Thursday, July 16, 2015
"Abandon all hope ye who enter here."
When Godzilla isn't fighting against the latest beast to rise from a centuries-long slumber in defense of the planet, he likes to relax. Find time to paint maybe. Discover himself. Even those tasks require his full commitment though, as Godzilla in Hell #1 from IDW Publishing demonstrates. The issue is written and illustrated James Stokoe.
Godzilla meets his greatest adversary of all time-the impossible tortures of Hell! Each issue of this special miniseries will see Godzilla enter a new level of the underworld to do battle with the impossible.
Godzilla's combat prowess needs no introduction and he's ready and willing to throw down with any who crosses his path. Godzilla in Hell #1 pits him against another enemy entirely, as it essentially pits him against what appears to be his worst fears and demons. Stokoe's choice in opponents for the giant lizard is interesting, as it adds a cerebral element to an entity who largely relies on brute force to conquer opponents. And despite the lack of dialogue in the issue, Stokoe humanizes Godzilla in a way that makes it easy for the reader to commiserate with his plight. The sheer terror of the environments that Stokoe puts Godzilla in is powerful, underscoring the strength he must find to overcome the obstacles.
There's not a lot of room for creative interpretation when it comes to Godzilla and Stokoe keeps him easily recognizable. Godzilla maintains his formidable appearance despite foes who appear to be not quite of the same physical stature or size as he is. Much of the landscape that Godzilla traverses is unforgiving and expansive, underscoring the tall task Godzilla has ahead of him in "saving" himself. There are few things as terrifying as a massive cloud of humanity moving towards you and it's images like that that Stokoe rely on in Godzilla in Hell #1. The use of blacks and reds darken the action considerably, reinforcing the notion that even Godzilla's version of hell is familiar.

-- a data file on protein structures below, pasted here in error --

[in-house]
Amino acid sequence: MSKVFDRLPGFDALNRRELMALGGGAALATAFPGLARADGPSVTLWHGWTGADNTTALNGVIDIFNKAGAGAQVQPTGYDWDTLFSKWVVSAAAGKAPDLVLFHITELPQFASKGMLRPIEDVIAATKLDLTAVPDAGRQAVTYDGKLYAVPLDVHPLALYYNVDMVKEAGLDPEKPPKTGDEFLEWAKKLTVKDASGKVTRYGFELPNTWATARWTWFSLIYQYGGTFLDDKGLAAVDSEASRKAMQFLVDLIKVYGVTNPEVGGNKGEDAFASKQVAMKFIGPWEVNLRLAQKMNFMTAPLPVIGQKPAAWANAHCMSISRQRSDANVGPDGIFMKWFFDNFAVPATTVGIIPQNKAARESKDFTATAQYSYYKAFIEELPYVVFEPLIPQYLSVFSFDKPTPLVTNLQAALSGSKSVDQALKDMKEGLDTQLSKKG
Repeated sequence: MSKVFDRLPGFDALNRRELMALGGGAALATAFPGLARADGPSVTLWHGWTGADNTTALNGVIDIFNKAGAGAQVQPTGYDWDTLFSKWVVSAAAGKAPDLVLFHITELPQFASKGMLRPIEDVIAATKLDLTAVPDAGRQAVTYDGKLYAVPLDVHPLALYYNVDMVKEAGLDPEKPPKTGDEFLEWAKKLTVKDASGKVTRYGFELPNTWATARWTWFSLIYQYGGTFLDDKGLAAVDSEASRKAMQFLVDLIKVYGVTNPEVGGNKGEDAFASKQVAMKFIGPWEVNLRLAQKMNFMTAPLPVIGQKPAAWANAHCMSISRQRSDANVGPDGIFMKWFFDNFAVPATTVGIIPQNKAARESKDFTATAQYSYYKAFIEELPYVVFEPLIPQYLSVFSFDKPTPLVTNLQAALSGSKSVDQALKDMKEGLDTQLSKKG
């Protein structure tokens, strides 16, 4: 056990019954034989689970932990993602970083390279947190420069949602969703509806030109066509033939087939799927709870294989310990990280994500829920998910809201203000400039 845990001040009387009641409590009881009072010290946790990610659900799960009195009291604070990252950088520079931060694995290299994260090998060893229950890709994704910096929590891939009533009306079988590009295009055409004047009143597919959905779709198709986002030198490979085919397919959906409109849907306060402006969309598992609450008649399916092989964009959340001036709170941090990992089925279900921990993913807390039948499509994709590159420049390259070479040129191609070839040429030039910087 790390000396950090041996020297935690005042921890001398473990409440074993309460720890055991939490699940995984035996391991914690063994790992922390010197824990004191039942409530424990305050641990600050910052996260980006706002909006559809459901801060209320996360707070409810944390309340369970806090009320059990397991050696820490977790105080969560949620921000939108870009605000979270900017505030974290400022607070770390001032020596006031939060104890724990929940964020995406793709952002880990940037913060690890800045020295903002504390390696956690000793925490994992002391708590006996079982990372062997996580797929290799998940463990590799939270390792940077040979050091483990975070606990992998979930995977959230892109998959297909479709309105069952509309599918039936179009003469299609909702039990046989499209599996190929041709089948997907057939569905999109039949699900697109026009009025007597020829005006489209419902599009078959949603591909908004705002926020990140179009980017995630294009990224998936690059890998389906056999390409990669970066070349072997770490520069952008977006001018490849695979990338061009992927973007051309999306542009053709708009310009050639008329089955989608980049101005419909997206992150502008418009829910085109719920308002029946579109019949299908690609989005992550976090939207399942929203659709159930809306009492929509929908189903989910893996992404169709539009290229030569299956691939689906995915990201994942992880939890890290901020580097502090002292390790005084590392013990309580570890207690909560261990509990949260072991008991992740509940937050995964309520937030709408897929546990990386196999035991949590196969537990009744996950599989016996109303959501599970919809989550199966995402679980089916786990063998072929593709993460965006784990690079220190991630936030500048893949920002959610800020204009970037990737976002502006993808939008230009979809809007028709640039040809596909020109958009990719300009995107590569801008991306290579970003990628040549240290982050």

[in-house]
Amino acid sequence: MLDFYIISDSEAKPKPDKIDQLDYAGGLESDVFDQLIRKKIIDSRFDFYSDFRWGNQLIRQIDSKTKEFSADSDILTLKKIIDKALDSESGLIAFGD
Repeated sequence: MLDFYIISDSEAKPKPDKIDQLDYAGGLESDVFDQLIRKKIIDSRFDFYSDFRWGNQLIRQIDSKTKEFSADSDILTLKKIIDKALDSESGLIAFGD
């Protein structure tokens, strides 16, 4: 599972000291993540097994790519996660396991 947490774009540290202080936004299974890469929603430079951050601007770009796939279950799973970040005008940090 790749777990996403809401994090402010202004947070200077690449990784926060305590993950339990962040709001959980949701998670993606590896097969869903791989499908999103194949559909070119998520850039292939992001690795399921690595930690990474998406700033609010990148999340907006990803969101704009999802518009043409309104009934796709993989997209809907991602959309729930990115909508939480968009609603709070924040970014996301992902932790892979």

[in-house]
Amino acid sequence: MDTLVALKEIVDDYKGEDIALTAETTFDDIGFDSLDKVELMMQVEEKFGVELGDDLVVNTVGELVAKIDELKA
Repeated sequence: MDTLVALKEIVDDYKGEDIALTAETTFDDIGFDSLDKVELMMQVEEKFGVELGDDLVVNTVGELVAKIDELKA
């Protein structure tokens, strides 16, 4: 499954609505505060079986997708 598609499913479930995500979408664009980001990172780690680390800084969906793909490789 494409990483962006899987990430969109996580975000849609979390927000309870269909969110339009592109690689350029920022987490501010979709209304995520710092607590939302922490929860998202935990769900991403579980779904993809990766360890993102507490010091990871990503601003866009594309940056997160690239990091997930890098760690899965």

Godzilla in Hell #1 is a somewhat strange issue that fits within the Godzilla mythology in an equally strange way. Godzilla maintains everything that makes him the ravaging monstrosity that he is; only this time, he's got some personal issues he's working through. Stokoe succeeds in telling a story completely absent of dialogue and doing it well. His artwork is gritty and reinforces the scrappiness of Godzilla's character. Godzilla in Hell #1 is a somewhat intelligent take on the character that demonstrates his capacity for being more than just beams of light shooting out of his mouth and guttural screams.
Godzilla in Hell #1 is in stores now.